I love my daughters

After dinner last night, my 11-year-old asked my husband to debate same-sex marriage with her (because she likes to debate). She asked him to take the anti-equality stance. He obliged, and she proceeded to give a really excellent refutation of every argument the anti-equality people have come up with. Did I mention that she’s 11?

And then there’s the other one, who turns 15 this week. For her English class yesterday, she had to write a short story using specific words. Here’s what she came up with:

Once upon a time, there was a boy named Charles. He was a very taciturn boy, rarely speaking to anybody. Then one day he met a girl named Mabel. Charles was very melancholy when he first met Mabel, but her amiable manner soon cheered him up. His parents’ fears of him never having any friends were assuaged, and Charles and Mabel got along swimmingly.

Charles and Mabel had a tacit agreement that they would take each other everywhere whenever they went out with friends- well, whenever Mabel went out with friends. They went on forays a lot, venturing out late at night to mess with their rival school.

Then came an auspicious day, when Charles met Mabel’s brother, George. George was the opposite of diminutive; he was taller than Charles, who was already pretty tall, and he was very outspoken. He would always make snide remarks to Charles in the most placid way, making Charles furious. Mabel told Charles that George isn’t normally like that, but Charles didn’t listen.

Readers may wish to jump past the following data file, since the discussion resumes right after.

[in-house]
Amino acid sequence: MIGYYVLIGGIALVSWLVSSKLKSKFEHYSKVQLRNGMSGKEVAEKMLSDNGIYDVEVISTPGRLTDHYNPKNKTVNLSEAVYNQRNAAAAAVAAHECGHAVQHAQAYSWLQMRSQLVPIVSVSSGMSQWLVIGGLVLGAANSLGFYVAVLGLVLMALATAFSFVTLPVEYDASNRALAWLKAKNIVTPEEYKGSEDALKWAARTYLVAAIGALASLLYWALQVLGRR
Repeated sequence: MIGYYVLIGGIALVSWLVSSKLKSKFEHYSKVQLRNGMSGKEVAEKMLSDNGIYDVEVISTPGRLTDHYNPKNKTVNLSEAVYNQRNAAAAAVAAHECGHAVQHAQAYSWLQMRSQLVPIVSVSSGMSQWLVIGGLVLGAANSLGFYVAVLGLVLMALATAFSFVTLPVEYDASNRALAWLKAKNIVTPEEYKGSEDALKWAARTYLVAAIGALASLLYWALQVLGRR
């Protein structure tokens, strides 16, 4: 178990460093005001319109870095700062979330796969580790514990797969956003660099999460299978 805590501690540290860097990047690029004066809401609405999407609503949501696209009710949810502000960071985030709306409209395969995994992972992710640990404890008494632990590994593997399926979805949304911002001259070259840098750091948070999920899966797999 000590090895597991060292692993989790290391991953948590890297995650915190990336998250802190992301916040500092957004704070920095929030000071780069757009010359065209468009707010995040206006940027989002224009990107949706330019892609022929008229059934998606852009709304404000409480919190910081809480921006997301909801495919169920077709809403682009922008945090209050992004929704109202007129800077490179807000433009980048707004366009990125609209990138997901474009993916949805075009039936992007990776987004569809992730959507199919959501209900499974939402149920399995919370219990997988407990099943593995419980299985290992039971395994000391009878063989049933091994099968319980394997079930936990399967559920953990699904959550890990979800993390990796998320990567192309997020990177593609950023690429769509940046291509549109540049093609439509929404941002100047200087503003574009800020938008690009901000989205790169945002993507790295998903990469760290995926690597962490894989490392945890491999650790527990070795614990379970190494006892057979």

Both Charles and George tested their prowess against each other, always competing to be better than the other, especially verbally. They would make asinine remarks about each other, Charles targeting the fact that George was single and George targeting the fact that he knows Charles likes Mabel.

George was wrong. Charles liked George. They end up together, by magic. The end.

I love my daughters.


For a variety of reasons, I do most of my writing on my laptop at the kitchen table. The problem with this–especially during summer–is that I’m fair game for interruptions. My offspring and husband pepper me with constant questions, demands, and comments, most of which could probably wait. Real recent examples:

14-year-old: What’s that word that you pronounce differently than us because you’re from Illinois and we’re from California? Oh, and we need cupcake frosting because we have two things of cake mix and only one thing of frosting.

11-year-old: It’s not fair that Pluto doesn’t get to be a planet anymore.

Husband: What time are the kids’ dentist appointments next week? Oh, and [younger kid] left her dirty clothes in the living room again.

I’ve been complaining about this a tiny bit lately.

So today my 11-year-old devised a solution for me:


Isn’t that creative? She even gave me a stand to display the appropriate flag:


Now honestly, the chances of any of them actually respecting the busy sign and leaving me alone are damn slim, but I feel the kid’s earned points for effort.


[PS–The word is caught/cot. My husband and kids pronounce those words identically. I don’t. For some reason this amuses them.]